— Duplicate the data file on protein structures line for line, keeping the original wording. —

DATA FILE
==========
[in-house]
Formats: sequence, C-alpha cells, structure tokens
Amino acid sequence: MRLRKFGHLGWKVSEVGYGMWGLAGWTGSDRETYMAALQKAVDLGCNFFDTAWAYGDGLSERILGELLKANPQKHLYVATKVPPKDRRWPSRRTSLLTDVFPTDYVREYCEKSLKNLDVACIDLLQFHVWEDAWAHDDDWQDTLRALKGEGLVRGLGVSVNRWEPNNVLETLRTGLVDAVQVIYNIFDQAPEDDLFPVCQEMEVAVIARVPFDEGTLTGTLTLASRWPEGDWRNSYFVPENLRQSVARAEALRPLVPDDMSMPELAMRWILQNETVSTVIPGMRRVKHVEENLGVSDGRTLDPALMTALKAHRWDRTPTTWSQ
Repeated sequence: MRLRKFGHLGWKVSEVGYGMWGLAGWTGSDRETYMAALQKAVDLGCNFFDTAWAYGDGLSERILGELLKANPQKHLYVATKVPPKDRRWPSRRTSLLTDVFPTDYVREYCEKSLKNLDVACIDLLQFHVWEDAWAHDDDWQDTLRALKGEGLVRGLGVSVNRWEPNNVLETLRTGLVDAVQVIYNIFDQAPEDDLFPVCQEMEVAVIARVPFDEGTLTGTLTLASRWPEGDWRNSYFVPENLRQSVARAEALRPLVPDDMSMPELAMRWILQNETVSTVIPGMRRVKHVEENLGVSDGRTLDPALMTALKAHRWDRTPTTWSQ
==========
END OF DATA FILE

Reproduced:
[in-house]
Formats: sequence, C-alpha cells, structure tokens
Amino acid sequence: MRLRKFGHLGWKVSEVGYGMWGLAGWTGSDRETYMAALQKAVDLGCNFFDTAWAYGDGLSERILGELLKANPQKHLYVATKVPPKDRRWPSRRTSLLTDVFPTDYVREYCEKSLKNLDVACIDLLQFHVWEDAWAHDDDWQDTLRALKGEGLVRGLGVSVNRWEPNNVLETLRTGLVDAVQVIYNIFDQAPEDDLFPVCQEMEVAVIARVPFDEGTLTGTLTLASRWPEGDWRNSYFVPENLRQSVARAEALRPLVPDDMSMPELAMRWILQNETVSTVIPGMRRVKHVEENLGVSDGRTLDPALMTALKAHRWDRTPTTWSQ
Repeated sequence: MRLRKFGHLGWKVSEVGYGMWGLAGWTGSDRETYMAALQKAVDLGCNFFDTAWAYGDGLSERILGELLKANPQKHLYVATKVPPKDRRWPSRRTSLLTDVFPTDYVREYCEKSLKNLDVACIDLLQFHVWEDAWAHDDDWQDTLRALKGEGLVRGLGVSVNRWEPNNVLETLRTGLVDAVQVIYNIFDQAPEDDLFPVCQEMEVAVIARVPFDEGTLTGTLTLASRWPEGDWRNSYFVPENLRQSVARAEALRPLVPDDMSMPELAMRWILQNETVSTVIPGMRRVKHVEENLGVSDGRTLDPALMTALKAHRWDRTPTTWSQ